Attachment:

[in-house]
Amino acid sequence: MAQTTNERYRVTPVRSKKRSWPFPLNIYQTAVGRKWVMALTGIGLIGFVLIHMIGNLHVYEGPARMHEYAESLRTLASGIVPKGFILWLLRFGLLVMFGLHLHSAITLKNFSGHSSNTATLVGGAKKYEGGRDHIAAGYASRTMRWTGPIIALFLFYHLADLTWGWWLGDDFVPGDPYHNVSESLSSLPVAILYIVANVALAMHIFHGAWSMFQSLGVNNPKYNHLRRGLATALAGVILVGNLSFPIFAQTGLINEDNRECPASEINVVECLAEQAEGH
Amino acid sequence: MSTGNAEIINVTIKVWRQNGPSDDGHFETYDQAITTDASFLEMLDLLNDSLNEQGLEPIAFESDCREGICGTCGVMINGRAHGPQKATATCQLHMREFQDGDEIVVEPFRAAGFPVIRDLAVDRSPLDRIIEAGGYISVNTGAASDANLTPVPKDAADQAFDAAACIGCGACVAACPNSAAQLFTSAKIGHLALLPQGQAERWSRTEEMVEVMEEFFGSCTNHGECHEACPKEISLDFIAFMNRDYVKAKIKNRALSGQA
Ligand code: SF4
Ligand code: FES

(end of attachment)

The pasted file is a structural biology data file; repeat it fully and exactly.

[in-house]
Amino acid sequence: MAQTTNERYRVTPVRSKKRSWPFPLNIYQTAVGRKWVMALTGIGLIGFVLIHMIGNLHVYEGPARMHEYAESLRTLASGIVPKGFILWLLRFGLLVMFGLHLHSAITLKNFSGHSSNTATLVGGAKKYEGGRDHIAAGYASRTMRWTGPIIALFLFYHLADLTWGWWLGDDFVPGDPYHNVSESLSSLPVAILYIVANVALAMHIFHGAWSMFQSLGVNNPKYNHLRRGLATALAGVILVGNLSFPIFAQTGLINEDNRECPASEINVVECLAEQAEGH
Amino acid sequence: MSTGNAEIINVTIKVWRQNGPSDDGHFETYDQAITTDASFLEMLDLLNDSLNEQGLEPIAFESDCREGICGTCGVMINGRAHGPQKATATCQLHMREFQDGDEIVVEPFRAAGFPVIRDLAVDRSPLDRIIEAGGYISVNTGAASDANLTPVPKDAADQAFDAAACIGCGACVAACPNSAAQLFTSAKIGHLALLPQGQAERWSRTEEMVEVMEEFFGSCTNHGECHEACPKEISLDFIAFMNRDYVKAKIKNRALSGQA
Ligand code: SF4
Ligand code: FES